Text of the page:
If you were to eat an unlimited amount of red meat (which the paleo diet technically allows), you may see your heart health suffer. While experts applaud the omission of packaged and processed foods like cake, cookies, chips, and candy — which are well known to be bad for your ticker — they’re not crazy about the fact that paleo doesn’t allow you to eat whole grains, legumes, and most dairy. Whole grains in particular have been linked with better cholesterol levels, as well as a reduced risk of stroke, obesity, and type 2 diabetes. (13) These are all comorbidities of heart disease. (14)

I am so happy that I found your site! I have been trying for a couple years to find a good bread/roll recipe (I’m kind of picky) and this is the first one that I have absolutely loved. My kids love them too. I am going to order the molds you use but for now am making them in a muffin pan and they turn out great. So far I’ve used them with tuna salad and your sloppy joe recipe (which is also delicious! )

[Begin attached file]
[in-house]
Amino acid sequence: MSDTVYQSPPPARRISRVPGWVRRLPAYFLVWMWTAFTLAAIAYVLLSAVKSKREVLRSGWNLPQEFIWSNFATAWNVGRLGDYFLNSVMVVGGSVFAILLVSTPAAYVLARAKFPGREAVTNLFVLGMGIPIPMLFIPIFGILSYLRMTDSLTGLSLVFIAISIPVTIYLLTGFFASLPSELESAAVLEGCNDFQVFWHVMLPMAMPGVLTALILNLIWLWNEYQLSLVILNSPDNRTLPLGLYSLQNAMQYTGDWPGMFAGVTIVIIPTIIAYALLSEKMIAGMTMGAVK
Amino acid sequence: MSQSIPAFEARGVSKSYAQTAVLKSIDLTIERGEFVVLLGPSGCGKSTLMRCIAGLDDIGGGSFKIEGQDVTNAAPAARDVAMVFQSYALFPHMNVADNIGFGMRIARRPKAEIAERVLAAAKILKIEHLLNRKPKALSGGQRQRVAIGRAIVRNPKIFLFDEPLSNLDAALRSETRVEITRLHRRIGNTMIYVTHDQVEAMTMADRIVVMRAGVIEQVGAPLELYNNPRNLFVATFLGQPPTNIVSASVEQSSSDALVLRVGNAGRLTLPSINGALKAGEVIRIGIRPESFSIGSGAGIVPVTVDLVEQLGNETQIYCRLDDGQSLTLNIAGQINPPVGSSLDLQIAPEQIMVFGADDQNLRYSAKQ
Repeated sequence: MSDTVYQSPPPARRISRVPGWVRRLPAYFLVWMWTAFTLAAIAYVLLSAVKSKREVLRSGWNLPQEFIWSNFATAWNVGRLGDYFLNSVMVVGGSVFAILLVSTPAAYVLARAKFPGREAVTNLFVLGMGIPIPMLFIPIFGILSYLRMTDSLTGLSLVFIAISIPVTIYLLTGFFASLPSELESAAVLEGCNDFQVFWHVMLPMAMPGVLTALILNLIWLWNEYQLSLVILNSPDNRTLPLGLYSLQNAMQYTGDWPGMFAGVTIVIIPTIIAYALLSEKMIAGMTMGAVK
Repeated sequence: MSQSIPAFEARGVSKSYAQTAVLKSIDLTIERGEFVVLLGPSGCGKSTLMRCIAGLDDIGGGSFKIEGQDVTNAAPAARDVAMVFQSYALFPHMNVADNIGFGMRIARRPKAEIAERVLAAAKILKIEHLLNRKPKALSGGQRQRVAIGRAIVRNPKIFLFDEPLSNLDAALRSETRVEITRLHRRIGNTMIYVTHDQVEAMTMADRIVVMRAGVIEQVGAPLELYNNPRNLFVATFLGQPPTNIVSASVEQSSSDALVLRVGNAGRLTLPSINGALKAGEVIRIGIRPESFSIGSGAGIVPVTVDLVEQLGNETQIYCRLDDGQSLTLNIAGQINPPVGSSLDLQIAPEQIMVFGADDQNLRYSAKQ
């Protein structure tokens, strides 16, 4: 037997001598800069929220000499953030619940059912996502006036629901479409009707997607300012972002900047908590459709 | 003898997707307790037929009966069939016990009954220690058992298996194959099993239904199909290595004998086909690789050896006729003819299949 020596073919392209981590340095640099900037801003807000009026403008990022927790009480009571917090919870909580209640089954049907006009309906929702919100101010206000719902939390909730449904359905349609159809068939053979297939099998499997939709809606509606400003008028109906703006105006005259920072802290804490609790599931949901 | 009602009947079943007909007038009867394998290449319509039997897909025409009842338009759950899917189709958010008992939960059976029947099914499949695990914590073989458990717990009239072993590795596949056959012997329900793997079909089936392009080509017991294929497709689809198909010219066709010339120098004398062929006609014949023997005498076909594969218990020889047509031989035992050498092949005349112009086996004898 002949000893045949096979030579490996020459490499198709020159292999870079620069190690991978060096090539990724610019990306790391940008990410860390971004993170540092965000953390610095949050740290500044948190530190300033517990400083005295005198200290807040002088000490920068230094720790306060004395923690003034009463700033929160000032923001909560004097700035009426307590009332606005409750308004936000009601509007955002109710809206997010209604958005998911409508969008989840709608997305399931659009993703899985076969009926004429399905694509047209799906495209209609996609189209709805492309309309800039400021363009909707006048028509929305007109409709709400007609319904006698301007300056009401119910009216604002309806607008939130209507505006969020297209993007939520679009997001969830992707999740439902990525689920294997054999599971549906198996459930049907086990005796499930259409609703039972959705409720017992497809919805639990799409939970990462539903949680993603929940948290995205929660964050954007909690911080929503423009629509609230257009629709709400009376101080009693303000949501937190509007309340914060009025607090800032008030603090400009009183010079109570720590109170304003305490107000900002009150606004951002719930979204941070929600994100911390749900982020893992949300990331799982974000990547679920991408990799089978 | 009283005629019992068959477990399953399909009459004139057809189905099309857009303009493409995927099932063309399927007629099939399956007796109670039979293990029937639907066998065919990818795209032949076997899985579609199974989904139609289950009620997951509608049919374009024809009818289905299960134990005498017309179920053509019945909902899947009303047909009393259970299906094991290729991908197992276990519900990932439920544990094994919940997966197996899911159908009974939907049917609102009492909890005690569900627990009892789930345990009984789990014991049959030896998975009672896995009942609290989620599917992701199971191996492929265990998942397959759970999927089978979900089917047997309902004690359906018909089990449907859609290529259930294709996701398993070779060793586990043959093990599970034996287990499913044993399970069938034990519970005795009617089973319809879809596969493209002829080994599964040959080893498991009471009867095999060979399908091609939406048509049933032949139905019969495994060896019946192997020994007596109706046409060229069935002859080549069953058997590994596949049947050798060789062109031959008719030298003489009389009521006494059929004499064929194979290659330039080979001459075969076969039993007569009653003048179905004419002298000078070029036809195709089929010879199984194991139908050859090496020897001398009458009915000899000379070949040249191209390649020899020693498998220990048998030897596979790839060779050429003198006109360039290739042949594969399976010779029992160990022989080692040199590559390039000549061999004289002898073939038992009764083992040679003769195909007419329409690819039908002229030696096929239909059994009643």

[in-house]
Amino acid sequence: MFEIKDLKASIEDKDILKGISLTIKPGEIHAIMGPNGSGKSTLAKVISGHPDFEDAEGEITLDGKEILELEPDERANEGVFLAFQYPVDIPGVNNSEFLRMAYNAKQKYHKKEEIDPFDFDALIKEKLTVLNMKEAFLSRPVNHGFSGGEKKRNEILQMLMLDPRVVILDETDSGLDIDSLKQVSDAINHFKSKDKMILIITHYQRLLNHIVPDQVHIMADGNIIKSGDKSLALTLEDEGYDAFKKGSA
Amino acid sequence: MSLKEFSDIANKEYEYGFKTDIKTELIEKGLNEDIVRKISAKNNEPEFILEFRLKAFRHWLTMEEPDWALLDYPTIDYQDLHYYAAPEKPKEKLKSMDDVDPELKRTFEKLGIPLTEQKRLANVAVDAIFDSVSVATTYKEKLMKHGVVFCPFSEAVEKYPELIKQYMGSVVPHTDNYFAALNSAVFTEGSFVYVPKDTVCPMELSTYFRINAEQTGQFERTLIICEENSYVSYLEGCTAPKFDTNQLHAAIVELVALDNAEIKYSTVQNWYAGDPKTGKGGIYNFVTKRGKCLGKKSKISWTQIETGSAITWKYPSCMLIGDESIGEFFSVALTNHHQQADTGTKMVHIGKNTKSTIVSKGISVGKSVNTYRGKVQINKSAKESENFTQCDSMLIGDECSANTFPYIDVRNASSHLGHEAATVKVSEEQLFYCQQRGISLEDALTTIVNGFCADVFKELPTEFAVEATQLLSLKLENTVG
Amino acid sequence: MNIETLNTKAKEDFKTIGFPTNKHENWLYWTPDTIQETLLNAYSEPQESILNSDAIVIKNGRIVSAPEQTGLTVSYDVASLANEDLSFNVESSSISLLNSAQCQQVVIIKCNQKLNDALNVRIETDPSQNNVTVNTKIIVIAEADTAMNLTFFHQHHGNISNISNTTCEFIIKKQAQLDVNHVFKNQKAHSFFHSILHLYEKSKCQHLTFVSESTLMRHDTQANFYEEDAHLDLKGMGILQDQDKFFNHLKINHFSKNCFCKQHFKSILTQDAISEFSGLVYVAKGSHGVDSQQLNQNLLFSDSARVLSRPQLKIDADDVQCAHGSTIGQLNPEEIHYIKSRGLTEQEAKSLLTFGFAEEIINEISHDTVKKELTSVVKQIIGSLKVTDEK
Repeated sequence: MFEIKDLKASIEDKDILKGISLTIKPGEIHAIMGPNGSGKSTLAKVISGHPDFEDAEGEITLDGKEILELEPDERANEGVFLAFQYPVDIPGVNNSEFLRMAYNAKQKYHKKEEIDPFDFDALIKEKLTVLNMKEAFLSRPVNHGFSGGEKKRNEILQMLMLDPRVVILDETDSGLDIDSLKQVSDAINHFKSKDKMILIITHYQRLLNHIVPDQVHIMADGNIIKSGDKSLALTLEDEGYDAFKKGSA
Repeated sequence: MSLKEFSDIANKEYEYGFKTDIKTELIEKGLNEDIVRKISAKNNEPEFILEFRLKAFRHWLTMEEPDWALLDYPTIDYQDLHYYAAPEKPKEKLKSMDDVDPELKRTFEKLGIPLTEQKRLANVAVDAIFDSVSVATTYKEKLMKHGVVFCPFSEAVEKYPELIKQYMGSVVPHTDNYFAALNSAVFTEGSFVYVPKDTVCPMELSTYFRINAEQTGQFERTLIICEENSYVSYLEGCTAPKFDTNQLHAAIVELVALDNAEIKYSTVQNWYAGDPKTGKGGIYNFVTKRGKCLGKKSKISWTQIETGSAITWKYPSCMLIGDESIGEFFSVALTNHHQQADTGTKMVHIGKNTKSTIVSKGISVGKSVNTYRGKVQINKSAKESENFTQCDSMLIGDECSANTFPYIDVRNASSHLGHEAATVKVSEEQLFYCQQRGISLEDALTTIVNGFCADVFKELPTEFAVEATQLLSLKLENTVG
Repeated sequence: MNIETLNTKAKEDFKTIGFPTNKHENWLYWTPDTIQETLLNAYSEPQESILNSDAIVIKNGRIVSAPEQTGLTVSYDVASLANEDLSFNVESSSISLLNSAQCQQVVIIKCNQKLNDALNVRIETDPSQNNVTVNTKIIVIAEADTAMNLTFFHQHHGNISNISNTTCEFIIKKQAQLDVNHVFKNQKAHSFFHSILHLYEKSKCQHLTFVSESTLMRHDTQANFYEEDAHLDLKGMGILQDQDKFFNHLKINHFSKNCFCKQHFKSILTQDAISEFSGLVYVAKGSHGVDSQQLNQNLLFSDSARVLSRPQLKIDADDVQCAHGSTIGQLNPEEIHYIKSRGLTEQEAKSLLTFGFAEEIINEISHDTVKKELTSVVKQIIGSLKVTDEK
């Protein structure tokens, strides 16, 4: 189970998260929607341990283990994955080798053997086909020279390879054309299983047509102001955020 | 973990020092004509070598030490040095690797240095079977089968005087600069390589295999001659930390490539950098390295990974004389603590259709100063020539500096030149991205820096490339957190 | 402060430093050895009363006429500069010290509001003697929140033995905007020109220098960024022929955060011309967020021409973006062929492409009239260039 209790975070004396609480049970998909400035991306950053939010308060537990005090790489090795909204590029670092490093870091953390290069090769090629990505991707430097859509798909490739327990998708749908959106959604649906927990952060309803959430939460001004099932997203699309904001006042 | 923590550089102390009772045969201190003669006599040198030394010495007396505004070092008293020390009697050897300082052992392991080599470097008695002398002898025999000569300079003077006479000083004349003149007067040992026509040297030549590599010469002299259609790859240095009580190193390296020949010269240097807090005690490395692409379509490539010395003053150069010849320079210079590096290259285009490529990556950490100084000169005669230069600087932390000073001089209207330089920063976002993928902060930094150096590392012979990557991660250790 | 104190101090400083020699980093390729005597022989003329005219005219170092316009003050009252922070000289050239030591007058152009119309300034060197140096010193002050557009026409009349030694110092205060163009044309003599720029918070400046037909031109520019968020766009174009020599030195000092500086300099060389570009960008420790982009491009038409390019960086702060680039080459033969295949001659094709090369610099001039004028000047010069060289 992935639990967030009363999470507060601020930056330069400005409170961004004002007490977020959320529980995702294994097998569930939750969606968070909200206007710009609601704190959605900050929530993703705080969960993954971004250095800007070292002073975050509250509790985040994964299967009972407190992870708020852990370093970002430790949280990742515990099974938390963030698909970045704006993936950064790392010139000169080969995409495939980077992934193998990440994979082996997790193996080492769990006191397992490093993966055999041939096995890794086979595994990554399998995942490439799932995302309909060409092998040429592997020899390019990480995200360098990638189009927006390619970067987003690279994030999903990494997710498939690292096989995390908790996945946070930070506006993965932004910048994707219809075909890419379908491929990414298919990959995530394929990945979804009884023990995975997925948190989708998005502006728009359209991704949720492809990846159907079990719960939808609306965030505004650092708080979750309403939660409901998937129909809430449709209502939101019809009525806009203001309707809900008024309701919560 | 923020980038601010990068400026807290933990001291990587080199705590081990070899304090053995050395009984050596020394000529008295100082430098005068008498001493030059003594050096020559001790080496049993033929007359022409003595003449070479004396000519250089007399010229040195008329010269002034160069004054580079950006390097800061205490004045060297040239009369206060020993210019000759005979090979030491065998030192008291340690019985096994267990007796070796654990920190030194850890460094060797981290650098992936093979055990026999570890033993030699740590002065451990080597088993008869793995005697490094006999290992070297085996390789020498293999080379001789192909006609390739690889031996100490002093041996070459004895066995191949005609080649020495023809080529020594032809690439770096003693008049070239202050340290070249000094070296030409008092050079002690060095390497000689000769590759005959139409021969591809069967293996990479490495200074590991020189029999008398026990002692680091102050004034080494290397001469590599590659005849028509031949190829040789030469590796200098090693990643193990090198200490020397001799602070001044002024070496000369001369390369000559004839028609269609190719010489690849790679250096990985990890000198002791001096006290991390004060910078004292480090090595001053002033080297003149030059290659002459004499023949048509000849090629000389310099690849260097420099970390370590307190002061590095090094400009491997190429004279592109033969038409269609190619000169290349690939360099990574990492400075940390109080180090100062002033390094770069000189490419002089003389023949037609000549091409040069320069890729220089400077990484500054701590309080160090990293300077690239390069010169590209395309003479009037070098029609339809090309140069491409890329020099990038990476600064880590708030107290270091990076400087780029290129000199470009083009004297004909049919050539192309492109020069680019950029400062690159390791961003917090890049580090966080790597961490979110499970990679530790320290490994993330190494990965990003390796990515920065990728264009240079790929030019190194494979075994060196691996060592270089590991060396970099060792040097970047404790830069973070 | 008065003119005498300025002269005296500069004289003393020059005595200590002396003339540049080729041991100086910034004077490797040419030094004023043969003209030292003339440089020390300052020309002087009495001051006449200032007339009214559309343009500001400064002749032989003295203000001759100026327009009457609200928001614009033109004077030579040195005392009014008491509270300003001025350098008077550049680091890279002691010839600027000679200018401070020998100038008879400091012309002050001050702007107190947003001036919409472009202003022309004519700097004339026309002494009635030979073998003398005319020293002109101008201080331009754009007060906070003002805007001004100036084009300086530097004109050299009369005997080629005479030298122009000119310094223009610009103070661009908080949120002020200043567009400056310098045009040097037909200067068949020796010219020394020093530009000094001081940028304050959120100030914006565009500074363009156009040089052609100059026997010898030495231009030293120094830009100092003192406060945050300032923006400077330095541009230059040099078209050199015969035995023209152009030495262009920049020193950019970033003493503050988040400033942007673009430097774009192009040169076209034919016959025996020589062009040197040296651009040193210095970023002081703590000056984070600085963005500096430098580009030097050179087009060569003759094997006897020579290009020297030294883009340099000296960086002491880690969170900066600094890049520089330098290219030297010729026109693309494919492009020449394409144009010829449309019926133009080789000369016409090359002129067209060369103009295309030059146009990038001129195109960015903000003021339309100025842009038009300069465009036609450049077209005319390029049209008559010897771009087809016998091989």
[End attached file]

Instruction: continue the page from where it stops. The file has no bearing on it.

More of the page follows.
Where does nutrition info come from? Nutrition facts are provided as a courtesy, sourced from the USDA Food Database. You can find individual ingredient carb counts we use in the Low Carb & Keto Food List. Carb count excludes sugar alcohols. Net carb count excludes both fiber and sugar alcohols, because these do not affect blood sugar in most people. We try to be accurate, but feel free to make your own calculations.
Thanks for asking (kinda). Back in the day, about two years ago, I baked nonstop. I baked even more than I do now that I have a food blog (which is A LOT). Every day, I would make 4-6 batches of cookies. Then, I’d make nice cream (which was called banana soft serve back then), meal prep for the next two weeks, then spend the night putting together packages for my sisters.

Jazzmin, you are correct and the active cultures in the yogurt will not survive during baking. However, the reason why I mentioned those facts about yogurt on my post is because a lot of people following a paleo diet simply won’t eat dairy because at one point dairy was classified as “not paleo”. There are so many amazing health benefits from eating fermented foods and raw, organic dairy from pasture raised animals that I feel it is important to educate people.